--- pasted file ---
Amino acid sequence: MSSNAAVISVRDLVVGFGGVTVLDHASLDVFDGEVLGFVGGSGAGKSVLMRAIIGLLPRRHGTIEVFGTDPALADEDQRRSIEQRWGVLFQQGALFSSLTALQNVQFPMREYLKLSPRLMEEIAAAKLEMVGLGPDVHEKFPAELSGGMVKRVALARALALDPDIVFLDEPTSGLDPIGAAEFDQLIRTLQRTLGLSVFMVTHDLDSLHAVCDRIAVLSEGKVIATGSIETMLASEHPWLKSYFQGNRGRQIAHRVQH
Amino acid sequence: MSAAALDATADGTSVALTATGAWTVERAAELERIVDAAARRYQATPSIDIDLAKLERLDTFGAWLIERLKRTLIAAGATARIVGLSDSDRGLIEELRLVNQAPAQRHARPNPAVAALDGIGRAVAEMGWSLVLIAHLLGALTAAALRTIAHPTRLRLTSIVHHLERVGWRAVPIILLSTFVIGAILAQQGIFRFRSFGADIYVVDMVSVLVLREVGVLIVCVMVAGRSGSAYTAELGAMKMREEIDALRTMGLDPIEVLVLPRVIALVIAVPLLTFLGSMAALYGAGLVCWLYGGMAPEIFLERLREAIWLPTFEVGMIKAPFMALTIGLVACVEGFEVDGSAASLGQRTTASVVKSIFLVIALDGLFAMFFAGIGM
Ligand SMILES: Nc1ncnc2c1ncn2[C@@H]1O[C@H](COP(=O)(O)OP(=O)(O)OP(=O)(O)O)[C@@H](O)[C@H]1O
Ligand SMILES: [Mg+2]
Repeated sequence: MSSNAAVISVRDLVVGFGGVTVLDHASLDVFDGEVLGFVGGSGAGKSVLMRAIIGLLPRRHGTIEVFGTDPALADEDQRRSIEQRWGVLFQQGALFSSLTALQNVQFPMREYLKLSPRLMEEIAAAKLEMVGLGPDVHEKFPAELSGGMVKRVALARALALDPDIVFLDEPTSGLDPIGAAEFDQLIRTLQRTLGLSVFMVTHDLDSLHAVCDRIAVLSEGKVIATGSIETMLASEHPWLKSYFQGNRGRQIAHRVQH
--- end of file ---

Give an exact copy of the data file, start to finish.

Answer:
Amino acid sequence: MSSNAAVISVRDLVVGFGGVTVLDHASLDVFDGEVLGFVGGSGAGKSVLMRAIIGLLPRRHGTIEVFGTDPALADEDQRRSIEQRWGVLFQQGALFSSLTALQNVQFPMREYLKLSPRLMEEIAAAKLEMVGLGPDVHEKFPAELSGGMVKRVALARALALDPDIVFLDEPTSGLDPIGAAEFDQLIRTLQRTLGLSVFMVTHDLDSLHAVCDRIAVLSEGKVIATGSIETMLASEHPWLKSYFQGNRGRQIAHRVQH
Amino acid sequence: MSAAALDATADGTSVALTATGAWTVERAAELERIVDAAARRYQATPSIDIDLAKLERLDTFGAWLIERLKRTLIAAGATARIVGLSDSDRGLIEELRLVNQAPAQRHARPNPAVAALDGIGRAVAEMGWSLVLIAHLLGALTAAALRTIAHPTRLRLTSIVHHLERVGWRAVPIILLSTFVIGAILAQQGIFRFRSFGADIYVVDMVSVLVLREVGVLIVCVMVAGRSGSAYTAELGAMKMREEIDALRTMGLDPIEVLVLPRVIALVIAVPLLTFLGSMAALYGAGLVCWLYGGMAPEIFLERLREAIWLPTFEVGMIKAPFMALTIGLVACVEGFEVDGSAASLGQRTTASVVKSIFLVIALDGLFAMFFAGIGM
Ligand SMILES: Nc1ncnc2c1ncn2[C@@H]1O[C@H](COP(=O)(O)OP(=O)(O)OP(=O)(O)O)[C@@H](O)[C@H]1O
Ligand SMILES: [Mg+2]
Repeated sequence: MSSNAAVISVRDLVVGFGGVTVLDHASLDVFDGEVLGFVGGSGAGKSVLMRAIIGLLPRRHGTIEVFGTDPALADEDQRRSIEQRWGVLFQQGALFSSLTALQNVQFPMREYLKLSPRLMEEIAAAKLEMVGLGPDVHEKFPAELSGGMVKRVALARALALDPDIVFLDEPTSGLDPIGAAEFDQLIRTLQRTLGLSVFMVTHDLDSLHAVCDRIAVLSEGKVIATGSIETMLASEHPWLKSYFQGNRGRQIAHRVQH